Tuesday, May 24, 2016

Soggy Sneaker Spring

This spring reminds me of why I left the rainforest. So. Much. Rain. Last year we were already swimming in Wallowa Lake in our wetsuits. Not this year, unless we want to court serious hypothermia. There is way too much snow to get far in the mountains, either. And I've been traveling for what seems like months. So what's a person to do? Go on short adventures.

We went to the ski trails to run and bike. Nobody else really uses them, but they make some nice loops. We emerge from the woods looking like drowned rats. On the way back, we ran into a cow jam:

There's also Power Lawn Mowing, where you run behind your mower praying for the rain to hold off long enough to finish. And lots of gym time with the usual suspects: Man Who Counts Reps Out Loud, Hiking Boot Elliptical User, and Duran Duran Listener.

It is really easy to let the rain get to you. I saw this a lot when I lived in Sitka. Some people embraced it, but others settled into a depression that was only alleviated by taking the ferry south. The rich people ran away in the winter, to Florida and Hawaii. The rest of us survived by deciding that the weather was like this everywhere, that this was all there was, no other parallel universe where people wore shorts and a bottle of sunscreen didn't last for five years. There could be a kind of comfort in the rain, shutting us off from a world that seemed increasingly volatile.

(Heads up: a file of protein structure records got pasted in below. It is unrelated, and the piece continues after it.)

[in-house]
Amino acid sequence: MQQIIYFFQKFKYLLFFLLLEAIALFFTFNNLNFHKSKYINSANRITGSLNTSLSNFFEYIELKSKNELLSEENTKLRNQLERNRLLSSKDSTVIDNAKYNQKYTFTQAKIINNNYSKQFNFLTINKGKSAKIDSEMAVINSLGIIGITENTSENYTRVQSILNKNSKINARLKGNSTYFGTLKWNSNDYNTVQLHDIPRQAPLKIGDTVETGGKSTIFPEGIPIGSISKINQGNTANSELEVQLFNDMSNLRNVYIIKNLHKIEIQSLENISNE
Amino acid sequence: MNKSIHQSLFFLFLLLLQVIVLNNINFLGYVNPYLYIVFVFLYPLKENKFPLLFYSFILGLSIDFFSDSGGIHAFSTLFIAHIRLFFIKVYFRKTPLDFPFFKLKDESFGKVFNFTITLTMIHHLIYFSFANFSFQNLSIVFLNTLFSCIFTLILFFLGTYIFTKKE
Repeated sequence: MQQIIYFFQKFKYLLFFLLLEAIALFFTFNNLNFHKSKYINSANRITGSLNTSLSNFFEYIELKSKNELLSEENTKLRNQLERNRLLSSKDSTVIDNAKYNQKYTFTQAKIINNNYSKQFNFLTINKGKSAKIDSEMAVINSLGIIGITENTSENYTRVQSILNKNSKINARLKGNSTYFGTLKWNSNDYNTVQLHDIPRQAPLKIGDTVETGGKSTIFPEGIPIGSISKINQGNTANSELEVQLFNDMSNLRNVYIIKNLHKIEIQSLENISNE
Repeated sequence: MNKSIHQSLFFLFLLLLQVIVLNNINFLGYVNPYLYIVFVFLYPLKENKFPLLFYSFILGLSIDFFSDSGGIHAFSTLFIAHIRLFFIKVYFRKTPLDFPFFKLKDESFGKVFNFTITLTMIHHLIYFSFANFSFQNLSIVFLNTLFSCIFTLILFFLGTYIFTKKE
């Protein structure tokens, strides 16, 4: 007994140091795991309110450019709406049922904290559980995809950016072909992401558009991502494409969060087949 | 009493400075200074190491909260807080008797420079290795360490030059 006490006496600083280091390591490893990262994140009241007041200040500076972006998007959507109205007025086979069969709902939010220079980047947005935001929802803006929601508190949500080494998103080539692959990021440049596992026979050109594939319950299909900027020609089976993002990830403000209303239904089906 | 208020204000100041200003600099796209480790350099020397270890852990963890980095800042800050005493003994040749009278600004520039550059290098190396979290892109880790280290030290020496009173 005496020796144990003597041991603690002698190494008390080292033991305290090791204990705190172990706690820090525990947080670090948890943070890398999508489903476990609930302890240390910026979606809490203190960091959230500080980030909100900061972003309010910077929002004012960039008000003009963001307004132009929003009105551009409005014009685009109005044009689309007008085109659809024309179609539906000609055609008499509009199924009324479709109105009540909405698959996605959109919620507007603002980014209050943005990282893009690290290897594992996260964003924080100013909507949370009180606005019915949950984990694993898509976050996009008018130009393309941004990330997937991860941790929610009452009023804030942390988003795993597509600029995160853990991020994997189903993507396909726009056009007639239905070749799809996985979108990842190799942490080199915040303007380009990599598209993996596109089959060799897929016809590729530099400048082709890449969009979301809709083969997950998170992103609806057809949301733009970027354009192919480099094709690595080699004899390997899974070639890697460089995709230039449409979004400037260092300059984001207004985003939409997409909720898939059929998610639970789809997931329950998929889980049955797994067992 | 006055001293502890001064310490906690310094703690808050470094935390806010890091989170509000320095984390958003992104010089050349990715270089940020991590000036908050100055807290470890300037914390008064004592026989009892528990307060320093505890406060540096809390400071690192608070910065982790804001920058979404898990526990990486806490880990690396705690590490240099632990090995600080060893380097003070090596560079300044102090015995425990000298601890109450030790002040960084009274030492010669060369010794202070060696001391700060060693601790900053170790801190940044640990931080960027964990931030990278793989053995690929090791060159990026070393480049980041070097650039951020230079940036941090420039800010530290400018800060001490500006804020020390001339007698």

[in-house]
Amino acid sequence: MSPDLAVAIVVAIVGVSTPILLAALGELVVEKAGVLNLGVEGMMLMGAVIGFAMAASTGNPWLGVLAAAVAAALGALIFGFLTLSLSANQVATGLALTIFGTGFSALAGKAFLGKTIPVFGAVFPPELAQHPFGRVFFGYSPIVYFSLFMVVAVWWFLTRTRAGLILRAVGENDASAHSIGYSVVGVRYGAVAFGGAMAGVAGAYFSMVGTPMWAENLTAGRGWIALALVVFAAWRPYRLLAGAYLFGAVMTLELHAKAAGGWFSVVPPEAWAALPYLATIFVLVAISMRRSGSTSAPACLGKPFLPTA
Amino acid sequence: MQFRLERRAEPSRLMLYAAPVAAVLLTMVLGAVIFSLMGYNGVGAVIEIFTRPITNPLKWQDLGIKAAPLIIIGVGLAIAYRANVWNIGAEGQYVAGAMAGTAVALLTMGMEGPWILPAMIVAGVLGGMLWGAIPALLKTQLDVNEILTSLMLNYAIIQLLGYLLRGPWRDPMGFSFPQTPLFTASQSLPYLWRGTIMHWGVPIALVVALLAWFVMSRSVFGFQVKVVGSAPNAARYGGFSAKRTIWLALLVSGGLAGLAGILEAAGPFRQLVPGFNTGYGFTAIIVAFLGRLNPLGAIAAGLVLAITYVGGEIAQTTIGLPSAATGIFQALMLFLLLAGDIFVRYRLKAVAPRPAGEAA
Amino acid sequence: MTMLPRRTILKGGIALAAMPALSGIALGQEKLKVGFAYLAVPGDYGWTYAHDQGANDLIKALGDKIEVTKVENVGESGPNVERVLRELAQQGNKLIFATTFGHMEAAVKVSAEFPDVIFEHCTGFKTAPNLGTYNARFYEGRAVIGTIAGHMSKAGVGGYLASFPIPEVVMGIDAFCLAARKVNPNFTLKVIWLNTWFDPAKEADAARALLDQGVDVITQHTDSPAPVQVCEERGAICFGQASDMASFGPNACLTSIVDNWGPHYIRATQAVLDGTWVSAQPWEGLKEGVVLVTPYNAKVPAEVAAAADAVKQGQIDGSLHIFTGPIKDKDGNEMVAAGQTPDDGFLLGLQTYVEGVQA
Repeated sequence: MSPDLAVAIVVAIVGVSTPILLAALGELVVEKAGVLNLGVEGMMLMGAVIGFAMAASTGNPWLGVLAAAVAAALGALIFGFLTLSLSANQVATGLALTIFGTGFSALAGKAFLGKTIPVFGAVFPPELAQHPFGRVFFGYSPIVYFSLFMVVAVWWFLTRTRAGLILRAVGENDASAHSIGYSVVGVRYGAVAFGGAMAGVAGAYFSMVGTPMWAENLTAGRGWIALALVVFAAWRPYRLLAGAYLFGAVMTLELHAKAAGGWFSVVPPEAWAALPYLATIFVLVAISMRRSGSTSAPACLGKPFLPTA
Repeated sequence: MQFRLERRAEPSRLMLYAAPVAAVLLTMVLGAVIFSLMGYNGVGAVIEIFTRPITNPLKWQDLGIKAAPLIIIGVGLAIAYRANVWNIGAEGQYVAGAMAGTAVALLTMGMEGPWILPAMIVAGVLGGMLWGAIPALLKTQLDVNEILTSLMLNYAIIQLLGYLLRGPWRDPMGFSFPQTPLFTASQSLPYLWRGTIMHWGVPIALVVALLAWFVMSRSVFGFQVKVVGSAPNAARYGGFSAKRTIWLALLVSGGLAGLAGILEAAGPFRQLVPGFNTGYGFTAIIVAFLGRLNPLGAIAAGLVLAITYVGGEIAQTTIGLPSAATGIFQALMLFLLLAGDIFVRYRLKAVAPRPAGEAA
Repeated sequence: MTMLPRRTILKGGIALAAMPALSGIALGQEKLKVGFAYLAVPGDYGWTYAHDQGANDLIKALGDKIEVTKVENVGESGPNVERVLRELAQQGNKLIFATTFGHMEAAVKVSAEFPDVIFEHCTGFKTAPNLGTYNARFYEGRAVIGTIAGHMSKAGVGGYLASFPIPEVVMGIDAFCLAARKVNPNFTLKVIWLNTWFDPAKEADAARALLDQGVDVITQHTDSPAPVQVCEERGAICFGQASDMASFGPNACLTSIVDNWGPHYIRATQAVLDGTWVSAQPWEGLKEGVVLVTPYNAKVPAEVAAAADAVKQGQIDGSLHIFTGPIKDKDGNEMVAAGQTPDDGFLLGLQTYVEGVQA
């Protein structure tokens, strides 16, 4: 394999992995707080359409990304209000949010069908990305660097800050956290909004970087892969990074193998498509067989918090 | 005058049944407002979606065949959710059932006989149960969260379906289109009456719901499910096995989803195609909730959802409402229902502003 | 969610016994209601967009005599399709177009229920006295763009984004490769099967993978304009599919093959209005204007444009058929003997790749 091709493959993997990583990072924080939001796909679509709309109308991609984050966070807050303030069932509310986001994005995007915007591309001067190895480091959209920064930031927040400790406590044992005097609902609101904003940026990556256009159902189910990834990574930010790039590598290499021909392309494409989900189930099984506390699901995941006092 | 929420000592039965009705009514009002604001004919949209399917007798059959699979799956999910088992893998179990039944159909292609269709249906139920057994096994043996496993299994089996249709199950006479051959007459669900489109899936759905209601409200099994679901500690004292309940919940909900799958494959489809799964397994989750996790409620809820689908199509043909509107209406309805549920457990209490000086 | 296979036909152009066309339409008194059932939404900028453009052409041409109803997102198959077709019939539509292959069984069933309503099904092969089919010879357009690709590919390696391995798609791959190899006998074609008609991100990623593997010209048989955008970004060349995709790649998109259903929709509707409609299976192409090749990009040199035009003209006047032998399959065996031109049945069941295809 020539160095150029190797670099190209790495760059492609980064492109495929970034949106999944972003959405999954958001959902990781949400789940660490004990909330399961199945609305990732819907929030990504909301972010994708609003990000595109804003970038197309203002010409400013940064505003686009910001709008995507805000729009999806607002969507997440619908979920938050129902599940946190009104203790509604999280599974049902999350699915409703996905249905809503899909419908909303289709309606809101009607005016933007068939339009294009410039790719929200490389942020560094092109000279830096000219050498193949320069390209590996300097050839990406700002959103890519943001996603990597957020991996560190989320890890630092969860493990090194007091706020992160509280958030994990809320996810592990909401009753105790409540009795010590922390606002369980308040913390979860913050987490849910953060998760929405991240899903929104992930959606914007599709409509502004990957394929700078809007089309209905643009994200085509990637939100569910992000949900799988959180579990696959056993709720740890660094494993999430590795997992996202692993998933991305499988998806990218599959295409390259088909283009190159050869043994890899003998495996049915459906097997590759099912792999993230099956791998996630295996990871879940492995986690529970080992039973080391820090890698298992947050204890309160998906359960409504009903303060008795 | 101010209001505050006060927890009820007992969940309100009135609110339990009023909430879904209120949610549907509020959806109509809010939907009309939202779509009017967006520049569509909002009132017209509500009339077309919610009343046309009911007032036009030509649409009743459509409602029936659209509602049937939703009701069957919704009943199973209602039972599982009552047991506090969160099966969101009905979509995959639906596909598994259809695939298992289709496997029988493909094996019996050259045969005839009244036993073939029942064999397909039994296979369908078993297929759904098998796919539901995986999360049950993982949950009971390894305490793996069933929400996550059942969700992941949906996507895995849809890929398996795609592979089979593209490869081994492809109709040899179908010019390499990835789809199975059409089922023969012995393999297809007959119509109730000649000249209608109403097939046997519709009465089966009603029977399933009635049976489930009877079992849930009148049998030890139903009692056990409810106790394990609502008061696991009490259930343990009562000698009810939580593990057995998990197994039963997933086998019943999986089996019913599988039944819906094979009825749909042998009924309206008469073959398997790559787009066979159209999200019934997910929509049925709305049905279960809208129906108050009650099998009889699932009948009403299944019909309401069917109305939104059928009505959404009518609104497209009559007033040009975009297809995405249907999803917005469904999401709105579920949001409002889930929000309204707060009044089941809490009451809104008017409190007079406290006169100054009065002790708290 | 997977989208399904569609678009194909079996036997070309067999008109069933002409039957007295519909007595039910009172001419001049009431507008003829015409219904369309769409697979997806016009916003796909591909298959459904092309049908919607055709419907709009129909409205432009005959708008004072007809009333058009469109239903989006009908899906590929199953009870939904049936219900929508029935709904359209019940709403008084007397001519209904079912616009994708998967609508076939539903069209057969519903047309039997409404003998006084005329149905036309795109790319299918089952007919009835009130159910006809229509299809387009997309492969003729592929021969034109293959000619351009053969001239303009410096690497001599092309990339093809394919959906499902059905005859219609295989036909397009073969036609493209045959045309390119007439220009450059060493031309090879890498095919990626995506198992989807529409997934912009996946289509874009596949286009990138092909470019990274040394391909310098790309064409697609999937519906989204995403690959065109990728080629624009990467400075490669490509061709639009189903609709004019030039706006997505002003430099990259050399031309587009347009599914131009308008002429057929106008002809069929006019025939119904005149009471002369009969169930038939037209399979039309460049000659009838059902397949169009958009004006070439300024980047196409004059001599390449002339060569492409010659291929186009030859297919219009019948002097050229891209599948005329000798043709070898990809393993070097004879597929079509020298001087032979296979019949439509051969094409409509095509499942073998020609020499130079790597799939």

This was a nice day in Southeast Alaska--you can see the mountains!
So I bike and I run and occupy the gym and wait for the summer I know will come. Flash and I email back and forth about our PCT section hike: should we go stoveless? (Possibly.) Should we spend the night in Etna? (Probably.) Should we hike 20 mile days? (How about 17?) Flash runs two half marathons while I do little outings. Will she kick my butt on the trail? (Likely.)

I've lived in endless summer (Florida), endless rain (Alaska) and endless desert (Nevada). I like the space between the extremes. Lately I have been thinking about careers and being left behind as people I worked with on trail crews surge ahead. Others live without their spouses for years in a sort of commuter marriage. I decide in the end I just can't do it. I need the three spheres: work I don't hate, place I love, a person I adore. You can always add more spheres until it gets kind of ridiculous: running trails! A swimming pool! A dentist within 100 miles! But the core three is what matters.